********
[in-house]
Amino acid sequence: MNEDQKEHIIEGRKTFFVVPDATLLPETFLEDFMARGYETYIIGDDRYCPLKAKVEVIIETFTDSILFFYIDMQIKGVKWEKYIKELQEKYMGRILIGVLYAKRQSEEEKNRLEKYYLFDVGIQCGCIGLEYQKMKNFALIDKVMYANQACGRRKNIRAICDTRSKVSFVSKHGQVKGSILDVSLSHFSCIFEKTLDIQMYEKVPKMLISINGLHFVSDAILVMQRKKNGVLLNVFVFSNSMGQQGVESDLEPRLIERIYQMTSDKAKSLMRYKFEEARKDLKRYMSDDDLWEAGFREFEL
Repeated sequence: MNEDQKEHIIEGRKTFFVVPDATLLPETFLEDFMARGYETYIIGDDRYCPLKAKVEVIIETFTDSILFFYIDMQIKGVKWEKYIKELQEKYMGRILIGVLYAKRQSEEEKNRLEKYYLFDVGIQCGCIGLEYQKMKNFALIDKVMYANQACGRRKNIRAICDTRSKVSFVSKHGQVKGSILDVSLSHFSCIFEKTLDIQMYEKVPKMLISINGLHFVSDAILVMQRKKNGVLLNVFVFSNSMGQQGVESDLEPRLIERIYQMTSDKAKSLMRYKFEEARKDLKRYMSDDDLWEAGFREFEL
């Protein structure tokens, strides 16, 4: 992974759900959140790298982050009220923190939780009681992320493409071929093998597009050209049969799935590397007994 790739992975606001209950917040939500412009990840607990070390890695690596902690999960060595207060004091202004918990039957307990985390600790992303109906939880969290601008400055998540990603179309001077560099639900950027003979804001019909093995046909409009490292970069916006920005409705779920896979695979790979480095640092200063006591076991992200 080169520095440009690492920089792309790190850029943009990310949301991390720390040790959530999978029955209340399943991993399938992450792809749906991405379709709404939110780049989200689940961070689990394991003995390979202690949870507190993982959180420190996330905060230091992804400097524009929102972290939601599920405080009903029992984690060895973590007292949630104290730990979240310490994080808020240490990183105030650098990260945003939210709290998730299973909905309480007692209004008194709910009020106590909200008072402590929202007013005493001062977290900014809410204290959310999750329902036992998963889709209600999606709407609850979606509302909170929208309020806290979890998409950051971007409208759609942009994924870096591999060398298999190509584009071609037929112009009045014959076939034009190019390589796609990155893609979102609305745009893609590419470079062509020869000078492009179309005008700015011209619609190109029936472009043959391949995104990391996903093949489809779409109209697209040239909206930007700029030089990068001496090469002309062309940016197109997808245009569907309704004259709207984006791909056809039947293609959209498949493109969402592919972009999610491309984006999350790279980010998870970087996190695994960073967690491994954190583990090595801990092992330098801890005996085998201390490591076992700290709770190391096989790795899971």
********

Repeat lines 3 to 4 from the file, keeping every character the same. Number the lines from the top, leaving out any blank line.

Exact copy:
Repeated sequence: MNEDQKEHIIEGRKTFFVVPDATLLPETFLEDFMARGYETYIIGDDRYCPLKAKVEVIIETFTDSILFFYIDMQIKGVKWEKYIKELQEKYMGRILIGVLYAKRQSEEEKNRLEKYYLFDVGIQCGCIGLEYQKMKNFALIDKVMYANQACGRRKNIRAICDTRSKVSFVSKHGQVKGSILDVSLSHFSCIFEKTLDIQMYEKVPKMLISINGLHFVSDAILVMQRKKNGVLLNVFVFSNSMGQQGVESDLEPRLIERIYQMTSDKAKSLMRYKFEEARKDLKRYMSDDDLWEAGFREFEL
């Protein structure tokens, strides 16, 4: 992974759900959140790298982050009220923190939780009681992320493409071929093998597009050209049969799935590397007994 790739992975606001209950917040939500412009990840607990070390890695690596902690999960060595207060004091202004918990039957307990985390600790992303109906939880969290601008400055998540990603179309001077560099639900950027003979804001019909093995046909409009490292970069916006920005409705779920896979695979790979480095640092200063006591076991992200 080169520095440009690492920089792309790190850029943009990310949301991390720390040790959530999978029955209340399943991993399938992450792809749906991405379709709404939110780049989200689940961070689990394991003995390979202690949870507190993982959180420190996330905060230091992804400097524009929102972290939601599920405080009903029992984690060895973590007292949630104290730990979240310490994080808020240490990183105030650098990260945003939210709290998730299973909905309480007692209004008194709910009020106590909200008072402590929202007013005493001062977290900014809410204290959310999750329902036992998963889709209600999606709407609850979606509302909170929208309020806290979890998409950051971007409208759609942009994924870096591999060398298999190509584009071609037929112009009045014959076939034009190019390589796609990155893609979102609305745009893609590419470079062509020869000078492009179309005008700015011209619609190109029936472009043959391949995104990391996903093949489809779409109209697209040239909206930007700029030089990068001496090469002309062309940016197109997808245009569907309704004259709207984006791909056809039947293609959209498949493109969402592919972009999610491309984006999350790279980010998870970087996190695994960073967690491994954190583990090595801990092992330098801890005996085998201390490591076992700290709770190391096989790795899971």